The late David Roche is often described in the media as a businessman. Antiques dealer Martyn Cook, who has become director of the new fine arts museum in North Adelaide that bears Roche’s name and houses his personal collection of decorative and fine art, has a very different take. “He wasn’t a businessman at all,” says Cook. “He was a gentleman who lived a nice life.”
Roche left his entire estate to a foundation, which has overseen completion of the David Roche Foundation House Museum just three years after his 2013 death. The house museum incorporates Roche’s old Edwardian bungalow on Melbourne Street, which he called Fermoy House, and an new $5 million building with walls and ceilings that are painted black, which Cook says is like a simple “jewel box.”
More than 3000 pieces are on display, representing only 75 per cent of Roche’s collection, due to space. The scope of the work is “extraordinary,” says Cook. “David said he always wanted the museum to be, ‘Come into my home and have a look at how I lived.’” The collection features French rococo and Russian Fabergé. Notable ceramics include Meissen, Chelsea, Sevres, Worcester and Gardner porcelain from the 18th century. There is French, British and Russian furniture from the 18th and early 19th centuries in rococo, neoclassical, empire and regency styles. Many of the sculptures on display depict gods and figures from history and, as with his painting collection, horses and dogs. Roche’s ashes are stored in a 1830s Russian green malachite vase, housed in the museum.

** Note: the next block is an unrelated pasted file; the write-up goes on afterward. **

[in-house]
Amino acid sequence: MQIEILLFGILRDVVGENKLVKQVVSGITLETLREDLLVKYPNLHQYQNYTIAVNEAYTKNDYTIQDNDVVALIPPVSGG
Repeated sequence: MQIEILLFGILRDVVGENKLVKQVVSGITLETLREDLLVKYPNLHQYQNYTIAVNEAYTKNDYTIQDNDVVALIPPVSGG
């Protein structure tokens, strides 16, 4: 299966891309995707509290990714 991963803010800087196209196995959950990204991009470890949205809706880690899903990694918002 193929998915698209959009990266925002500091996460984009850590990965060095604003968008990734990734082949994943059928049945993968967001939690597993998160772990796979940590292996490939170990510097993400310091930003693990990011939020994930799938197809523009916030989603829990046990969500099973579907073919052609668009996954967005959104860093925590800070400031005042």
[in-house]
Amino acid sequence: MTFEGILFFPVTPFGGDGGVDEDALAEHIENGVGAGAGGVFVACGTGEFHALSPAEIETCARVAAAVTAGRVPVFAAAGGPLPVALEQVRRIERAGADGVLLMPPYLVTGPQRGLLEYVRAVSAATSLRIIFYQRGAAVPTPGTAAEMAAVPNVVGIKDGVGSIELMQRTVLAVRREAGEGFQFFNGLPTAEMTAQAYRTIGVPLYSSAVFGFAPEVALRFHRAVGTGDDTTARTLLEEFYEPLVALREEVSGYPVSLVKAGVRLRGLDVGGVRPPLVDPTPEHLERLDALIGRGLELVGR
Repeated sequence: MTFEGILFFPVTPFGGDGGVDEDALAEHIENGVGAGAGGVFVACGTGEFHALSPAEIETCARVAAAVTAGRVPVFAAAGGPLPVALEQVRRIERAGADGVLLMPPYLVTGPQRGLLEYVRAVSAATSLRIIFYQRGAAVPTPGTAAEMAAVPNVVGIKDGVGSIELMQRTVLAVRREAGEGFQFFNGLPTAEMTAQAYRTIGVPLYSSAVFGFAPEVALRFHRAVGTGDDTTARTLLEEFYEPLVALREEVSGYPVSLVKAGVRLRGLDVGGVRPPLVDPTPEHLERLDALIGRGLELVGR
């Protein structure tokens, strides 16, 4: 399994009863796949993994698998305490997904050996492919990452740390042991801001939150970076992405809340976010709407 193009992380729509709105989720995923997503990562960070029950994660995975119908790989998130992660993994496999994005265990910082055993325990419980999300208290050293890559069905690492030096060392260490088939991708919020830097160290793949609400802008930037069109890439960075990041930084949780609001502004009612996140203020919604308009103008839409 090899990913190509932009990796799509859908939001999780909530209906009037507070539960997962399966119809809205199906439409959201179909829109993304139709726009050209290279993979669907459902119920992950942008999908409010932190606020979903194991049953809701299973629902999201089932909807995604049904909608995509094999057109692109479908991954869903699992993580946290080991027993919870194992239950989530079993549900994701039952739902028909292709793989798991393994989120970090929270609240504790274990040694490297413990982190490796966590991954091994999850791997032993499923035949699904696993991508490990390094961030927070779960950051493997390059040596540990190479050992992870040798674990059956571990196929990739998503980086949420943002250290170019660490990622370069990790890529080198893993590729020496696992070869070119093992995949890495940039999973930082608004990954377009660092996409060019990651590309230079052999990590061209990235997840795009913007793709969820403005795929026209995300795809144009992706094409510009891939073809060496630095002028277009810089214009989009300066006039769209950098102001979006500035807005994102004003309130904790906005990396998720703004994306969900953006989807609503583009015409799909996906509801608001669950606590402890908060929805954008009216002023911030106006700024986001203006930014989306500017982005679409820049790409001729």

Roche, one of six children, was born into a wealthy family. Their Adelaide Development Company provided him with annual dividends for life. Roche straddled two very different and separate worlds. He also produced prize-winning Afghans, Kerry blue terriers and smooth-coat fox terriers in kennels on his property.
Cook first met Roche in the late 1970s because Cook’s uncle was a dog judge. Roche confidently presented dogs in the show ring, flamboyantly wearing a bright yellow jacket, winning 19 “best in show” prizes, says Cook.
Roche’s second quieter passion was antique collecting. He had been collecting since he was a teenager, following in the footsteps of his collector parents. Cook says Roche was never quite so confident in the art realm as he was with dogs. “If you’d asked David what his favourite piece was, he’d say a very simple string box from the regency period. He was always very humble about his collection.”
Former Prime Minister, Paul Keating, will launch the museum on June 3, which will be open for three 90-minute tours daily.
David Roche Foundation House Museum
241 Melbourne Street, North Adelaide